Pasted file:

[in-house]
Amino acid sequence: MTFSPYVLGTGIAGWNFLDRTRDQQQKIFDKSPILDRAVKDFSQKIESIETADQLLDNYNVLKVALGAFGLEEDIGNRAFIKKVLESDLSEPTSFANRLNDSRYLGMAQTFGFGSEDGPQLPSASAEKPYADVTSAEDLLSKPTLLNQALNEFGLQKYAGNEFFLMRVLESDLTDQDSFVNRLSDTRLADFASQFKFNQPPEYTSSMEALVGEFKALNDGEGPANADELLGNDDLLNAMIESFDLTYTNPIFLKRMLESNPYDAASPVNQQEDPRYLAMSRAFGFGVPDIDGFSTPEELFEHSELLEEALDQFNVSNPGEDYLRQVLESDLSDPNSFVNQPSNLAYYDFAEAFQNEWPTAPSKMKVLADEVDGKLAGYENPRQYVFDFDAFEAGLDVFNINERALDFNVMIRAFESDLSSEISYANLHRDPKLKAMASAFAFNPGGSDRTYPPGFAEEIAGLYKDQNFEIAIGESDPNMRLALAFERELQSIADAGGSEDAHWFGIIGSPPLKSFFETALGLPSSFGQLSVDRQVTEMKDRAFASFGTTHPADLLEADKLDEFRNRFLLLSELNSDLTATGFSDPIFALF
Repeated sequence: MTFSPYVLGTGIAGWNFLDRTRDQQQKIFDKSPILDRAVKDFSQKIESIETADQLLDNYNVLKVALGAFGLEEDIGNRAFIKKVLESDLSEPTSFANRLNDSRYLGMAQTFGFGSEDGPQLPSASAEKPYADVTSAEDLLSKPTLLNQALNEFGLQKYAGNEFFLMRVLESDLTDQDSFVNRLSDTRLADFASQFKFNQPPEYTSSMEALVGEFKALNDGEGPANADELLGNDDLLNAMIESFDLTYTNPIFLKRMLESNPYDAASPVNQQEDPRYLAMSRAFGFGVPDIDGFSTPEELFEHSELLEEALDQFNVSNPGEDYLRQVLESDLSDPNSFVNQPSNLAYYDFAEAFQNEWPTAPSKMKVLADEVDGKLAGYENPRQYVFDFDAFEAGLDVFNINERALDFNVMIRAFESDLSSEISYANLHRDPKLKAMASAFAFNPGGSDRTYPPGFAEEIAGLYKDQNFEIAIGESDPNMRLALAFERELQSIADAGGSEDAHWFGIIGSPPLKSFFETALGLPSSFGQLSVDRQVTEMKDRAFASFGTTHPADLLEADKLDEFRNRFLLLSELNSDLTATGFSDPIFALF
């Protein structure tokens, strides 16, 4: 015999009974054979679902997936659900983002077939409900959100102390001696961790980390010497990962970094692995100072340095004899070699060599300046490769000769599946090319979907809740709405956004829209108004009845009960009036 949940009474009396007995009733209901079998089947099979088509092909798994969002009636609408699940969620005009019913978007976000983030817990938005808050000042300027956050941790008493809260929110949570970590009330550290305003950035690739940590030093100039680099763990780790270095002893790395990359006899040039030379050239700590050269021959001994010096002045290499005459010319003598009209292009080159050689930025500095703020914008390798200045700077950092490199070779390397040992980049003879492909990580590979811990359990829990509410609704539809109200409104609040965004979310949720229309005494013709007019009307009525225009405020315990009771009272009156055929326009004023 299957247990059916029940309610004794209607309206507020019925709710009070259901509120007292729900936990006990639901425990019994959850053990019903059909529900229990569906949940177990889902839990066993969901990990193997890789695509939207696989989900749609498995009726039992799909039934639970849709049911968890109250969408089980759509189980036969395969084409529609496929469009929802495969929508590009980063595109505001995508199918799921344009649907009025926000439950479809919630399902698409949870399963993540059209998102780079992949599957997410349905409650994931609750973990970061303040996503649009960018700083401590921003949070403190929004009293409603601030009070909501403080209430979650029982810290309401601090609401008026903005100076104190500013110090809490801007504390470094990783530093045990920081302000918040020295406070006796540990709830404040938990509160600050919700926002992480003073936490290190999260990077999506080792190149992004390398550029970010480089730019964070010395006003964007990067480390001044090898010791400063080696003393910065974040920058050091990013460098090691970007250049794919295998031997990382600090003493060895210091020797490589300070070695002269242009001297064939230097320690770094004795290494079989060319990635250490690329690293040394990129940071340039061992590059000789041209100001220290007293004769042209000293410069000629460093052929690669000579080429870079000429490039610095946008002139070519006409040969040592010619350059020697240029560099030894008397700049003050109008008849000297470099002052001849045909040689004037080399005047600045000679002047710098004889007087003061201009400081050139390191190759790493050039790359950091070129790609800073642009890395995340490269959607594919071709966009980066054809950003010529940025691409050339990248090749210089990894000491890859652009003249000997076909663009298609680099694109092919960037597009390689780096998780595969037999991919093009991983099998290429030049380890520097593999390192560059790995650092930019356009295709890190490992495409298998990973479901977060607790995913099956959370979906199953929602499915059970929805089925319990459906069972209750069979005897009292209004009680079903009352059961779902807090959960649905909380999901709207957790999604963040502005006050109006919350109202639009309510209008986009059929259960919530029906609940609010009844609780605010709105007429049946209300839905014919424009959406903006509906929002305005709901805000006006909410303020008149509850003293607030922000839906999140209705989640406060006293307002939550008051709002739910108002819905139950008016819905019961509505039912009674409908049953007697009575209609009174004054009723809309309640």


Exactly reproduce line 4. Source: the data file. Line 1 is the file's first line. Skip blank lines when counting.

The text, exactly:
């Protein structure tokens, strides 16, 4: 015999009974054979679902997936659900983002077939409900959100102390001696961790980390010497990962970094692995100072340095004899070699060599300046490769000769599946090319979907809740709405956004829209108004009845009960009036 949940009474009396007995009733209901079998089947099979088509092909798994969002009636609408699940969620005009019913978007976000983030817990938005808050000042300027956050941790008493809260929110949570970590009330550290305003950035690739940590030093100039680099763990780790270095002893790395990359006899040039030379050239700590050269021959001994010096002045290499005459010319003598009209292009080159050689930025500095703020914008390798200045700077950092490199070779390397040992980049003879492909990580590979811990359990829990509410609704539809109200409104609040965004979310949720229309005494013709007019009307009525225009405020315990009771009272009156055929326009004023 299957247990059916029940309610004794209607309206507020019925709710009070259901509120007292729900936990006990639901425990019994959850053990019903059909529900229990569906949940177990889902839990066993969901990990193997890789695509939207696989989900749609498995009726039992799909039934639970849709049911968890109250969408089980759509189980036969395969084409529609496929469009929802495969929508590009980063595109505001995508199918799921344009649907009025926000439950479809919630399902698409949870399963993540059209998102780079992949599957997410349905409650994931609750973990970061303040996503649009960018700083401590921003949070403190929004009293409603601030009070909501403080209430979650029982810290309401601090609401008026903005100076104190500013110090809490801007504390470094990783530093045990920081302000918040020295406070006796540990709830404040938990509160600050919700926002992480003073936490290190999260990077999506080792190149992004390398550029970010480089730019964070010395006003964007990067480390001044090898010791400063080696003393910065974040920058050091990013460098090691970007250049794919295998031997990382600090003493060895210091020797490589300070070695002269242009001297064939230097320690770094004795290494079989060319990635250490690329690293040394990129940071340039061992590059000789041209100001220290007293004769042209000293410069000629460093052929690669000579080429870079000429490039610095946008002139070519006409040969040592010619350059020697240029560099030894008397700049003050109008008849000297470099002052001849045909040689004037080399005047600045000679002047710098004889007087003061201009400081050139390191190759790493050039790359950091070129790609800073642009890395995340490269959607594919071709966009980066054809950003010529940025691409050339990248090749210089990894000491890859652009003249000997076909663009298609680099694109092919960037597009390689780096998780595969037999991919093009991983099998290429030049380890520097593999390192560059790995650092930019356009295709890190490992495409298998990973479901977060607790995913099956959370979906199953929602499915059970929805089925319990459906069972209750069979005897009292209004009680079903009352059961779902807090959960649905909380999901709207957790999604963040502005006050109006919350109202639009309510209008986009059929259960919530029906609940609010009844609780605010709105007429049946209300839905014919424009959406903006509906929002305005709901805000006006909410303020008149509850003293607030922000839906999140209705989640406060006293307002939550008051709002739910108002819905139950008016819905019961509505039912009674409908049953007697009575209609009174004054009723809309309640």